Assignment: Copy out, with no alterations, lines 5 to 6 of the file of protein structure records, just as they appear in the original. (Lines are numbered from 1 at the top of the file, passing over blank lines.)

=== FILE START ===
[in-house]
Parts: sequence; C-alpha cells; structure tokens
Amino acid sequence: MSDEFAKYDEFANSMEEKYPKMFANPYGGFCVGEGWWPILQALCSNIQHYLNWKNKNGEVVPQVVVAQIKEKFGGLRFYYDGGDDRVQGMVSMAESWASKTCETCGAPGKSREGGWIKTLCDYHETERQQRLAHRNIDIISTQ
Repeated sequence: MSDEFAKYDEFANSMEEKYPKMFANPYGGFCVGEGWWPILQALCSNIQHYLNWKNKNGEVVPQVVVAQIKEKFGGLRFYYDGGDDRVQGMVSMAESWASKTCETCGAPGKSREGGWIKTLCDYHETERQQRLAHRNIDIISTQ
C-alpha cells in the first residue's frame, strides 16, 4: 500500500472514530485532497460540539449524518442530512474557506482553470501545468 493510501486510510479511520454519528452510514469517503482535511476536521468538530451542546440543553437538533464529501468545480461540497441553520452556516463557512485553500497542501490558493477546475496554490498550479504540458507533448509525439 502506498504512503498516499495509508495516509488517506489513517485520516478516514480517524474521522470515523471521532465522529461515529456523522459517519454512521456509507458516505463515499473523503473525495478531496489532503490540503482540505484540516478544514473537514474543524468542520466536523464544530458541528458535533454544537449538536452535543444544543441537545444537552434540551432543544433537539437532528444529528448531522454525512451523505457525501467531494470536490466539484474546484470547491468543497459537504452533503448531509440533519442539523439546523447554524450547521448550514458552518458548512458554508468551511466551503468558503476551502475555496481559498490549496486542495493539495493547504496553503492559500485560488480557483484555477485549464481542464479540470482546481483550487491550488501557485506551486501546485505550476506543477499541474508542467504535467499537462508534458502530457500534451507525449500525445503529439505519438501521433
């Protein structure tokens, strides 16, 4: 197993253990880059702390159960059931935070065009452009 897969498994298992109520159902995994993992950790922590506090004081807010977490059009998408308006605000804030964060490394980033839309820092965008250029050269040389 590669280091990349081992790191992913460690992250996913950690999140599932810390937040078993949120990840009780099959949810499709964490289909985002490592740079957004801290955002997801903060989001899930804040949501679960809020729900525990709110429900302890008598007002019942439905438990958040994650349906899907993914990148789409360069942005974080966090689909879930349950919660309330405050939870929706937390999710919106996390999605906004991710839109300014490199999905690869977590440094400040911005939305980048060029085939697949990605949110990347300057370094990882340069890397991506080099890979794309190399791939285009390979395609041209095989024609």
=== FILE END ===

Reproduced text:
C-alpha cells in the first residue's frame, strides 16, 4: 500500500472514530485532497460540539449524518442530512474557506482553470501545468 493510501486510510479511520454519528452510514469517503482535511476536521468538530451542546440543553437538533464529501468545480461540497441553520452556516463557512485553500497542501490558493477546475496554490498550479504540458507533448509525439 502506498504512503498516499495509508495516509488517506489513517485520516478516514480517524474521522470515523471521532465522529461515529456523522459517519454512521456509507458516505463515499473523503473525495478531496489532503490540503482540505484540516478544514473537514474543524468542520466536523464544530458541528458535533454544537449538536452535543444544543441537545444537552434540551432543544433537539437532528444529528448531522454525512451523505457525501467531494470536490466539484474546484470547491468543497459537504452533503448531509440533519442539523439546523447554524450547521448550514458552518458548512458554508468551511466551503468558503476551502475555496481559498490549496486542495493539495493547504496553503492559500485560488480557483484555477485549464481542464479540470482546481483550487491550488501557485506551486501546485505550476506543477499541474508542467504535467499537462508534458502530457500534451507525449500525445503529439505519438501521433
């Protein structure tokens, strides 16, 4: 197993253990880059702390159960059931935070065009452009 897969498994298992109520159902995994993992950790922590506090004081807010977490059009998408308006605000804030964060490394980033839309820092965008250029050269040389 590669280091990349081992790191992913460690992250996913950690999140599932810390937040078993949120990840009780099959949810499709964490289909985002490592740079957004801290955002997801903060989001899930804040949501679960809020729900525990709110429900302890008598007002019942439905438990958040994650349906899907993914990148789409360069942005974080966090689909879930349950919660309330405050939870929706937390999710919106996390999605906004991710839109300014490199999905690869977590440094400040911005939305980048060029085939697949990605949110990347300057370094990882340069890397991506080099890979794309190399791939285009390979395609041209095989024609």